Monday, 7 August 2017

14 Supposedly Healthy Foods That Dietitians Never Eat

Think registered dietitians eat all those stereotypical health foods you hear about? Not quite. It's not because they have bad intentions or gorge themselves on ice cream while they force kale on their clients. They just know that some foods aren't as healthy as they seem. Here are some big ones that dietitians smartly avoid:
1. Cleanse juices. While some people swear that cleanse diets (i.e., the short-term eating plans that restrict food and often permit only juice) help to clear out the systems and rejuvenate the body, "there is really no such physiological phenomenon as a 'cleanse,' " says registered dietitian Mindy Haar, Ph.D., the director of program development at the New York Institute of Technology in New York City. It doesn't help that these juices are often full of sugars and void of the filling fiber you'd get from eating whole fruits. P.S.: Those juices get expensive.

2. Reduced-fat peanut butter. When food makers remove an ingredient, they tend to add another, says registered dietitian Emily Hein from The Heart Hospital at Baylor Regional Medical Center in Plano, Texas. Peanut butter is supposed to be a spread made from ground up peanuts, which are naturally high in fat. When the fat comes out, sodium and sugar go in. Hein says to eat a single portion of the full-fat natural stuff instead. (The fewer ingredients on the label, the better.)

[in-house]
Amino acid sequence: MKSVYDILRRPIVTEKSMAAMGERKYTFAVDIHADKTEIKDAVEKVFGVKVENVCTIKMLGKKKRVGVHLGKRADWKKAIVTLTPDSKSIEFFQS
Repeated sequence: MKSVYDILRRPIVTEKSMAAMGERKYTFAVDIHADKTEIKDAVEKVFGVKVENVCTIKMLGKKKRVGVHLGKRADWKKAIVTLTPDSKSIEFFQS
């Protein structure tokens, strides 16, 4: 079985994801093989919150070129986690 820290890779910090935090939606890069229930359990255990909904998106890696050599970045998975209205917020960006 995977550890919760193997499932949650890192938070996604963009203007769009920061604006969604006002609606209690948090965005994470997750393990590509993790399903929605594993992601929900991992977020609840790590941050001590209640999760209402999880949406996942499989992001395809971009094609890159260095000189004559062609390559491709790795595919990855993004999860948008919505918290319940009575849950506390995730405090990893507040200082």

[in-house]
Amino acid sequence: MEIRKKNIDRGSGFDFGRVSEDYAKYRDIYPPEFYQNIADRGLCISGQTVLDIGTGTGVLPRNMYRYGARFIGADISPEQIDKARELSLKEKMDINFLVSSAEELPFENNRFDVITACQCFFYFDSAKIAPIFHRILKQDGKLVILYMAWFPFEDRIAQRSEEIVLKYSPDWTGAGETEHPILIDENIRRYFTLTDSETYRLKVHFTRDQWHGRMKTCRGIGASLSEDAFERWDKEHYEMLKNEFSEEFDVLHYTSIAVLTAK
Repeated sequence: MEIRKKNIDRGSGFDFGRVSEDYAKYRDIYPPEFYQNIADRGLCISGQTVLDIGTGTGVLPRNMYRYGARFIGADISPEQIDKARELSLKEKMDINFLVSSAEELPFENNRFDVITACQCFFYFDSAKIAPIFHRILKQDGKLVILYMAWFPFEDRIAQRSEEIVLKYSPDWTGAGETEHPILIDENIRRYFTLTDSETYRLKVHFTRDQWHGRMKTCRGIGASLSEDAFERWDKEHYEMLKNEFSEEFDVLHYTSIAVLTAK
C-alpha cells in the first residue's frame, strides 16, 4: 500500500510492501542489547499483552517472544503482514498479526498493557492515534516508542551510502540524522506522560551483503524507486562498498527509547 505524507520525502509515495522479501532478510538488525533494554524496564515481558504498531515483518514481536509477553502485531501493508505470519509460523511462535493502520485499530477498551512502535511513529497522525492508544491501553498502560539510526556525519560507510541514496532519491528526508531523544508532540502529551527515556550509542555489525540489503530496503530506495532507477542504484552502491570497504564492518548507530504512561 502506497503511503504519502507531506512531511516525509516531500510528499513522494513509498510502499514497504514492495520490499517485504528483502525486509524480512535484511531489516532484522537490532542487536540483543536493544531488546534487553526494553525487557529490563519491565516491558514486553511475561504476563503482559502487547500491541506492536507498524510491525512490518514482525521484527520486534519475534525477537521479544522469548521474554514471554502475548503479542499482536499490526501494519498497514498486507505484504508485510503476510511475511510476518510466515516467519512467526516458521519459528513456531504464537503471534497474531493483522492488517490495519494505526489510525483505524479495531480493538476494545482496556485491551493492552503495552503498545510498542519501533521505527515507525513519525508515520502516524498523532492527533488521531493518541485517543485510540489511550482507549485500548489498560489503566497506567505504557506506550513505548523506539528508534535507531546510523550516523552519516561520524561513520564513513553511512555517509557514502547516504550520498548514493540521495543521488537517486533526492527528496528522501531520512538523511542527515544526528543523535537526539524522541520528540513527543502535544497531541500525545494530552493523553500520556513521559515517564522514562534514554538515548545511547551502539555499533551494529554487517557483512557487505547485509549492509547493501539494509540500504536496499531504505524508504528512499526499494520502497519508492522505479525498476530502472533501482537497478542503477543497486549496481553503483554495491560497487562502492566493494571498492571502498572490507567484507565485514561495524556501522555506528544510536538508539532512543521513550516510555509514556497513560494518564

3. Turkey burgers. They're not necessarily lower in fat or healthier than beef burgers, says Emily Rubin, a registered dietitian at Thomas Jefferson University Hospital's division of gastroenterology in Philadelphia, Pennsylvania. Ground turkey can contain dark meat and skin, which are high in saturated fats and may even contain more fats than lean ground beef. It's why Rubin uses 93 percent lean beef to make burgers.

4. Protein powder. "The majority of American women get twice as much protein as they actually need," Haar says. Even if you're super active and work out a lot, your usual intake of protein is probably plenty, Haar says.

5. Cereals made with natural sugars. They sound healthier than the sugary cereals you weren't allowed to eat as a kid. But sugar or syrup derived from natural foods like fruit is not the same as eating actual fruit, which satisfies your sweet tooth and fills you up, and provides a wide array of essential vitamins and minerals, says registered dietitian Judy Wylie-Rosett, Ed.D, a professor at Albert Einstein College of Medicine in Bronx, NY. Besides, when you concentrate the sugar from any food source, it becomes refined sugar, which is notorious for adding empty calories to your diet.

6. Gluten-free pretzels. Unless you have celiac disease or gluten intolerance, there's really no reason to avoid gluten, Hein says. Most gluten-free products – including snack foods and baked goods — have the same amount (and sometimes more) of calories and fat as their gluten-containing counterparts. Stick to one serving size if you do treat yourself.